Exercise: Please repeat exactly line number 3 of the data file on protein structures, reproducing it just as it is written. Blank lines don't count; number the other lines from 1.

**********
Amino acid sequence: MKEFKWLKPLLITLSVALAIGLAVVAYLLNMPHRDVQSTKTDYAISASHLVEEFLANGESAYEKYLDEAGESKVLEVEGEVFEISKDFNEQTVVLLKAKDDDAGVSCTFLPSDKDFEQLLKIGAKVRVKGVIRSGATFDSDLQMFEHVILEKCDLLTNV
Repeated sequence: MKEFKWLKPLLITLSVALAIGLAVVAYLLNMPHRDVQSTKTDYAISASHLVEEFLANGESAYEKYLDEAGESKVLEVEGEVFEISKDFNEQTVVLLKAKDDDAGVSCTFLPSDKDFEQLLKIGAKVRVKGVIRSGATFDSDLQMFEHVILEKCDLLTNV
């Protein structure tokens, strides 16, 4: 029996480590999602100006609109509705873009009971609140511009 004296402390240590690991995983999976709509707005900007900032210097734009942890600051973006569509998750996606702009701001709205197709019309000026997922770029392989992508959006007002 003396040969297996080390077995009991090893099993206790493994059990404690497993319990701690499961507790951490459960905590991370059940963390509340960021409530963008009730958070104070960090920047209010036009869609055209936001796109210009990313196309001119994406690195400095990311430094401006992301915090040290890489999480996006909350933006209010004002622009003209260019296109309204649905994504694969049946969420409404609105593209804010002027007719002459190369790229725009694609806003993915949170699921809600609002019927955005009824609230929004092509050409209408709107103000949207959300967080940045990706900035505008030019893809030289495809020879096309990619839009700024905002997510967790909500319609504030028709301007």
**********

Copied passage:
């Protein structure tokens, strides 16, 4: 029996480590999602100006609109509705873009009971609140511009 004296402390240590690991995983999976709509707005900007900032210097734009942890600051973006569509998750996606702009701001709205197709019309000026997922770029392989992508959006007002 003396040969297996080390077995009991090893099993206790493994059990404690497993319990701690499961507790951490459960905590991370059940963390509340960021409530963008009730958070104070960090920047209010036009869609055209936001796109210009990313196309001119994406690195400095990311430094401006992301915090040290890489999480996006909350933006209010004002622009003209260019296109309204649905994504694969049946969420409404609105593209804010002027007719002459190369790229725009694609806003993915949170699921809600609002019927955005009824609230929004092509050409209408709107103000949207959300967080940045990706900035505008030019893809030289495809020879096309990619839009700024905002997510967790909500319609504030028709301007």